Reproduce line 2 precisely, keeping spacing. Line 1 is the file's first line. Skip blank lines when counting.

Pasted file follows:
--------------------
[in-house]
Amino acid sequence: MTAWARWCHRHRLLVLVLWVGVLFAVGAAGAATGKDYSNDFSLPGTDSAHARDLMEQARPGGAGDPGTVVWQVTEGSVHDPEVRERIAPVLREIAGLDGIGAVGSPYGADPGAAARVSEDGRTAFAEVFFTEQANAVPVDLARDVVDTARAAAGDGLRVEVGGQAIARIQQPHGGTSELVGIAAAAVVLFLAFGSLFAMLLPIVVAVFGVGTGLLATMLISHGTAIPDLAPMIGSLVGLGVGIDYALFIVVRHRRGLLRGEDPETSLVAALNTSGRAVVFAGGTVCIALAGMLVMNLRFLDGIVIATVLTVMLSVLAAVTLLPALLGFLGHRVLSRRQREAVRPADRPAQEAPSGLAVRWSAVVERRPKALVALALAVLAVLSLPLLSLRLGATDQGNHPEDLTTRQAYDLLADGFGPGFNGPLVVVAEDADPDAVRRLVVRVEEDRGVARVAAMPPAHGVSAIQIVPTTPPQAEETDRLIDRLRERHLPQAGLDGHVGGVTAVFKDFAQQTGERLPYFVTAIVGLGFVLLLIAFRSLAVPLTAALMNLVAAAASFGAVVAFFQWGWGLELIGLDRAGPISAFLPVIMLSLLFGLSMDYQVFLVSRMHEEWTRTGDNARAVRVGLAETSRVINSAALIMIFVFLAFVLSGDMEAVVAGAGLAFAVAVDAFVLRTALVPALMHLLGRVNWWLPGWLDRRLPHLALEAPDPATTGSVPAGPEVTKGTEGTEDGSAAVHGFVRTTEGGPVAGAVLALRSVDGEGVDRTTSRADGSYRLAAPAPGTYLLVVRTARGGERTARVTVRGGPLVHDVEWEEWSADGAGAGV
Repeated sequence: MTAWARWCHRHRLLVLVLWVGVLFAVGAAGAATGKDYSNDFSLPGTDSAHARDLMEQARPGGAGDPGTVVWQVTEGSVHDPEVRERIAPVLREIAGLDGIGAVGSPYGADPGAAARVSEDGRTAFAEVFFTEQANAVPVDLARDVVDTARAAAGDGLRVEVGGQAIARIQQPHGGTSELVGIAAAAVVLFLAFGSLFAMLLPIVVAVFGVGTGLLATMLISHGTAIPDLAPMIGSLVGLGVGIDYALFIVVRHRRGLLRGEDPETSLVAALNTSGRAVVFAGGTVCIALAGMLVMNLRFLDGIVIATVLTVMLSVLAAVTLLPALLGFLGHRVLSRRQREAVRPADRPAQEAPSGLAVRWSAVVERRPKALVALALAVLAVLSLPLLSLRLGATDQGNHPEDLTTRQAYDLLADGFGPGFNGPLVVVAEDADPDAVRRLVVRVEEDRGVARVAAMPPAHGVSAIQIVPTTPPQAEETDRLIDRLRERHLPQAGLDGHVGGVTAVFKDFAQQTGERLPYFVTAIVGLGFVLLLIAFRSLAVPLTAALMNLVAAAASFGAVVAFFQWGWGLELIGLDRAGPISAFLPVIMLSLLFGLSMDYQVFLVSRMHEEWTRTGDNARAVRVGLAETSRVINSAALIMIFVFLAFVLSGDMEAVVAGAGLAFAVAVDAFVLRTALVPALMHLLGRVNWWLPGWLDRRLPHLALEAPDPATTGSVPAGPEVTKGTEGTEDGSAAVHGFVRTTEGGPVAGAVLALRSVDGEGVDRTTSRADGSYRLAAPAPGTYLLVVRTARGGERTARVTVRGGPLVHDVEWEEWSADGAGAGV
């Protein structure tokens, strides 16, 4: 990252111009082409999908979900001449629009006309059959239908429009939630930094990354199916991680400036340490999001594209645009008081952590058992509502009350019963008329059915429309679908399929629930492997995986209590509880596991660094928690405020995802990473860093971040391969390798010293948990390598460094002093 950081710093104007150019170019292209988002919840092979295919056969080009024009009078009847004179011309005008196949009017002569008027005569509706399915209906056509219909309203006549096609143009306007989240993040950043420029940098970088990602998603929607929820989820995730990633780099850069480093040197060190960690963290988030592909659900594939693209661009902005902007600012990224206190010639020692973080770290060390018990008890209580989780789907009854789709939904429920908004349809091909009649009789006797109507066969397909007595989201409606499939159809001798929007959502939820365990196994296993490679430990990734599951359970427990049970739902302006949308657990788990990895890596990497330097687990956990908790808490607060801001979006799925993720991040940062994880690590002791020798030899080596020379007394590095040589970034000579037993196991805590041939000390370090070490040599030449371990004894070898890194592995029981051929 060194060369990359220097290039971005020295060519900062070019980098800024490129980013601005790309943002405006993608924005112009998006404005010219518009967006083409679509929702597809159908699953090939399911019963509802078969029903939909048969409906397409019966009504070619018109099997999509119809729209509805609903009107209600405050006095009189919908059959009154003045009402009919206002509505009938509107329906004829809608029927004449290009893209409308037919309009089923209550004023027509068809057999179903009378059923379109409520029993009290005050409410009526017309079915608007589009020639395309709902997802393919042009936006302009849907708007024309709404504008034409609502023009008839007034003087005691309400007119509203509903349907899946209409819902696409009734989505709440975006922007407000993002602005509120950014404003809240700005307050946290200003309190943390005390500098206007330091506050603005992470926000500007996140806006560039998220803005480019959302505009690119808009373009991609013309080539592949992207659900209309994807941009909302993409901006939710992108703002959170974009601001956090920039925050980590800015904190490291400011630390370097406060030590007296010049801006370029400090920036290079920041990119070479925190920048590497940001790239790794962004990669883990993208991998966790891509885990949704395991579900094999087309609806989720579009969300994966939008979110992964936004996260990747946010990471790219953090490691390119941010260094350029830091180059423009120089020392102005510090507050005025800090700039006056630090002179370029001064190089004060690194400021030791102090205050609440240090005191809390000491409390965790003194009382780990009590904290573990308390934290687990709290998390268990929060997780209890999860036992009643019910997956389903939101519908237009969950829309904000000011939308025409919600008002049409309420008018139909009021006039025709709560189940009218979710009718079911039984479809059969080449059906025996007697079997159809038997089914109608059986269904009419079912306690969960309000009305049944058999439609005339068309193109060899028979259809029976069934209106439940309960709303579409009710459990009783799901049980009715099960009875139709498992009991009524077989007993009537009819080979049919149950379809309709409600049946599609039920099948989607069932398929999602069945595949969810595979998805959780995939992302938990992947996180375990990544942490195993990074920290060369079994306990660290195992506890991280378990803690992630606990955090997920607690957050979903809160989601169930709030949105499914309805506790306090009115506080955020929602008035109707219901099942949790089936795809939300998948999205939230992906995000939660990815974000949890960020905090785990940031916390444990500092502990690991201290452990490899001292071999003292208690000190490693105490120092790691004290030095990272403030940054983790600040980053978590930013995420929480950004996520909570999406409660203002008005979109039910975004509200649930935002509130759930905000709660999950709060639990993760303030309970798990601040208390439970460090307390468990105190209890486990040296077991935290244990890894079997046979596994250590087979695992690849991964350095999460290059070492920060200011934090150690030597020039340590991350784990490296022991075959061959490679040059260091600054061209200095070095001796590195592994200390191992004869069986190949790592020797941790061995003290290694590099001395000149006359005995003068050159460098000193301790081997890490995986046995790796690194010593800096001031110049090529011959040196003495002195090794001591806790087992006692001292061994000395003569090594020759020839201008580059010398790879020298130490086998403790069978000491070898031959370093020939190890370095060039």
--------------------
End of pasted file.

Amino acid sequence: MTAWARWCHRHRLLVLVLWVGVLFAVGAAGAATGKDYSNDFSLPGTDSAHARDLMEQARPGGAGDPGTVVWQVTEGSVHDPEVRERIAPVLREIAGLDGIGAVGSPYGADPGAAARVSEDGRTAFAEVFFTEQANAVPVDLARDVVDTARAAAGDGLRVEVGGQAIARIQQPHGGTSELVGIAAAAVVLFLAFGSLFAMLLPIVVAVFGVGTGLLATMLISHGTAIPDLAPMIGSLVGLGVGIDYALFIVVRHRRGLLRGEDPETSLVAALNTSGRAVVFAGGTVCIALAGMLVMNLRFLDGIVIATVLTVMLSVLAAVTLLPALLGFLGHRVLSRRQREAVRPADRPAQEAPSGLAVRWSAVVERRPKALVALALAVLAVLSLPLLSLRLGATDQGNHPEDLTTRQAYDLLADGFGPGFNGPLVVVAEDADPDAVRRLVVRVEEDRGVARVAAMPPAHGVSAIQIVPTTPPQAEETDRLIDRLRERHLPQAGLDGHVGGVTAVFKDFAQQTGERLPYFVTAIVGLGFVLLLIAFRSLAVPLTAALMNLVAAAASFGAVVAFFQWGWGLELIGLDRAGPISAFLPVIMLSLLFGLSMDYQVFLVSRMHEEWTRTGDNARAVRVGLAETSRVINSAALIMIFVFLAFVLSGDMEAVVAGAGLAFAVAVDAFVLRTALVPALMHLLGRVNWWLPGWLDRRLPHLALEAPDPATTGSVPAGPEVTKGTEGTEDGSAAVHGFVRTTEGGPVAGAVLALRSVDGEGVDRTTSRADGSYRLAAPAPGTYLLVVRTARGGERTARVTVRGGPLVHDVEWEEWSADGAGAGV